What is indexation benefit?

While calculating your capital gains, very often, you must have come across the term “indexation”. Let’s understand what it actually means and how it can help you save taxes.

To understand indexation, consider this:

You purchased a jewellery piece for ₹20,000 and sold it three years later for ₹30,000 to one of your friends. As the difference between the purchase price and selling price is considered as capital gains, here, your capital gains of ₹10,000 (₹30,000 - ₹20,000) would be taxable.

However, with rising inflation, the price of the same jewellery would have also gone up, say to ₹24,000.

So, if we account for inflation, we can adjust the purchase cost of the jewellery to ₹24,000 which would now lead to lower capital gains of ₹6,000 (₹30,000 - ₹24,000).

This adjusted purchase cost is known as ‘indexed cost’ and the reduction in taxable gains is what we refer to as the ‘indexation benefit’.

What is indexation?

Going by the definition, indexation is a method of adjusting the purchase price of an asset based on the prevailing inflation rate. Over time, as the purchasing power of money reduces, indexation helps you determine your capital gains, taking inflation into account.

How do you calculate indexation?

The purchase cost of the asset is adjusted based on inflation and this rate is determined by using the CII, which is the cost inflation index. This metric is released by the government every year.

Here’s the cost of inflation chart for the past 10 FYs for your reference!

The formula used to derive the indexed cost of an asset is as follows:

Indexed cost = Actual purchase price x (CII for the year of sale/CII for the year of purchase)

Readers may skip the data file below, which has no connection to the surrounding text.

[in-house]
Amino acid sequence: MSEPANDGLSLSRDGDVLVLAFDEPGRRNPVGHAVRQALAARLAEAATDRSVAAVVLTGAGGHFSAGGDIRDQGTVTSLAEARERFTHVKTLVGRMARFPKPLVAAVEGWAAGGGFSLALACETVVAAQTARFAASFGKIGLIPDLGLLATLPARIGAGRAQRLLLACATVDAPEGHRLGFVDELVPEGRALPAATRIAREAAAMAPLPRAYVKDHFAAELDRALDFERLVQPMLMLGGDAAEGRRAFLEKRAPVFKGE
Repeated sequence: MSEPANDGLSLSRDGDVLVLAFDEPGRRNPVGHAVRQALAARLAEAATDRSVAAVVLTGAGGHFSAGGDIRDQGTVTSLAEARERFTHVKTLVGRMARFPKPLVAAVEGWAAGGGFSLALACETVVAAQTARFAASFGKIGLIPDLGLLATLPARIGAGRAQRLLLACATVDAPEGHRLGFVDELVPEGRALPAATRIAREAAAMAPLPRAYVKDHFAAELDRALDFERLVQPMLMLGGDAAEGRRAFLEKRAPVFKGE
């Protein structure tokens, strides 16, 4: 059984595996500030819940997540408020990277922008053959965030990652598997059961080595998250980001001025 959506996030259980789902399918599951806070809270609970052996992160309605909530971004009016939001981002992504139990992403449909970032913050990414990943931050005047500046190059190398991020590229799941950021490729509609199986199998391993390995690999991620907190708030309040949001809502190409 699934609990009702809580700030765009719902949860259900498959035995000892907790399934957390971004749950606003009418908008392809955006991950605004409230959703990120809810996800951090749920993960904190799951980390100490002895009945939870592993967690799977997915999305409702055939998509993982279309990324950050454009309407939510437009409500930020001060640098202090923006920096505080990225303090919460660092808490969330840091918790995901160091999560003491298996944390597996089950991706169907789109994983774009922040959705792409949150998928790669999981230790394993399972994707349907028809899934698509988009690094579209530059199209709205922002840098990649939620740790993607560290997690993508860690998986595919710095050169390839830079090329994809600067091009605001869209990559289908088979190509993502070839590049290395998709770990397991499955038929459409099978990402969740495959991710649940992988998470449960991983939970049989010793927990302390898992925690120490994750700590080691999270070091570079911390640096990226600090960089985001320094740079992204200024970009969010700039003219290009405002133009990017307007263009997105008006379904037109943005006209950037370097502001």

We can take an example.

Suppose, you sold a property in December 2023 for ₹80 lakhs, which was originally purchased in May 2015 for ₹40 lakhs.

So to calculate the indexed cost of purchase, we use the formula,

Actual purchase price x (CII for 2023-24/CII for 2015-16)

= 40L * (348/254)

= 54.80L

This means that after adjusting inflation rates, your purchase cost of the asset would be 54.80L.

Hence, your capital gains will be the difference between the indexed cost of purchase and the sale price, which will be ₹25.20L (₹80L - ₹54.80L).

These long-term gains will be taxed at a rate of 20%, and hence you would effectively save ₹2.96 lakhs in taxes due to the indexation benefit.


Indexation benefit is available on the following assets:

  • Securities (both listed and unlisted)
  • Immovable property being land, building or both
  • Physical gold and digital gold
  • Hybrid mutual funds with equity exposure between 35% to 65%
  • Other assets like jewellery, paintings, sculptures, etc.

Remember, that the indexation benefit applies only in case of long-term capital gains.

Have questions? Ask 'em below!

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My sister had constructed a house in 2003 which has been inherited by me now after her death. I wish to sell this house now. But, no bills or documents are available for cost of its construction. I would like to know how to assess its construction cost for calculation of capital gain after its sale.

Hey @J.R_Mehta,

You can take the FMV(Fair Market Value) as per the year when the property was acquired as the cost of acquisition.

Thanks for your reply. Could you please elaborate how can I determine the FMV of the house at the time of its acquisition? Shall I have to get it determined by a certified valuer?

Hey @J.R_Mehta,

You can get the FMV from a registered valuer for that date. Further, once you get the cost of acquisition, you can calculate the indexed cost and pay taxes on the capital gains.

Hope this helps!

Thanks a lot for your valuable advice.

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